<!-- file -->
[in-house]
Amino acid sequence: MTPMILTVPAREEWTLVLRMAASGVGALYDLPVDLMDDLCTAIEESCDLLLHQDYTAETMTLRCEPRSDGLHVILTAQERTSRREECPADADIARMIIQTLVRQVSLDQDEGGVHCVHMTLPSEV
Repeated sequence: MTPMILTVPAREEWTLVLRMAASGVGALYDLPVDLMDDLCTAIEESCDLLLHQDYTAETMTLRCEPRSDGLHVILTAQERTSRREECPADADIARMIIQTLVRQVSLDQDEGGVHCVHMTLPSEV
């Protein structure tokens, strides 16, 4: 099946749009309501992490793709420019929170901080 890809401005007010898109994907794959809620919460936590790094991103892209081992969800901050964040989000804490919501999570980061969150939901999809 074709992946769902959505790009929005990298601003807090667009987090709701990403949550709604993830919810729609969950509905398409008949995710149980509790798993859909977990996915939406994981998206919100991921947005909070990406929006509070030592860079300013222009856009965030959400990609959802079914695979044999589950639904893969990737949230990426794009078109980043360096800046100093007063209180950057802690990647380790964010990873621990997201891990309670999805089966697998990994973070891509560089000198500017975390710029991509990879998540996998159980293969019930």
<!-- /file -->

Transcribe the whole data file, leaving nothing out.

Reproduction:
[in-house]
Amino acid sequence: MTPMILTVPAREEWTLVLRMAASGVGALYDLPVDLMDDLCTAIEESCDLLLHQDYTAETMTLRCEPRSDGLHVILTAQERTSRREECPADADIARMIIQTLVRQVSLDQDEGGVHCVHMTLPSEV
Repeated sequence: MTPMILTVPAREEWTLVLRMAASGVGALYDLPVDLMDDLCTAIEESCDLLLHQDYTAETMTLRCEPRSDGLHVILTAQERTSRREECPADADIARMIIQTLVRQVSLDQDEGGVHCVHMTLPSEV
């Protein structure tokens, strides 16, 4: 099946749009309501992490793709420019929170901080 890809401005007010898109994907794959809620919460936590790094991103892209081992969800901050964040989000804490919501999570980061969150939901999809 074709992946769902959505790009929005990298601003807090667009987090709701990403949550709604993830919810729609969950509905398409008949995710149980509790798993859909977990996915939406994981998206919100991921947005909070990406929006509070030592860079300013222009856009965030959400990609959802079914695979044999589950639904893969990737949230990426794009078109980043360096800046100093007063209180950057802690990647380790964010990873621990997201891990309670999805089966697998990994973070891509560089000198500017975390710029991509990879998540996998159980293969019930």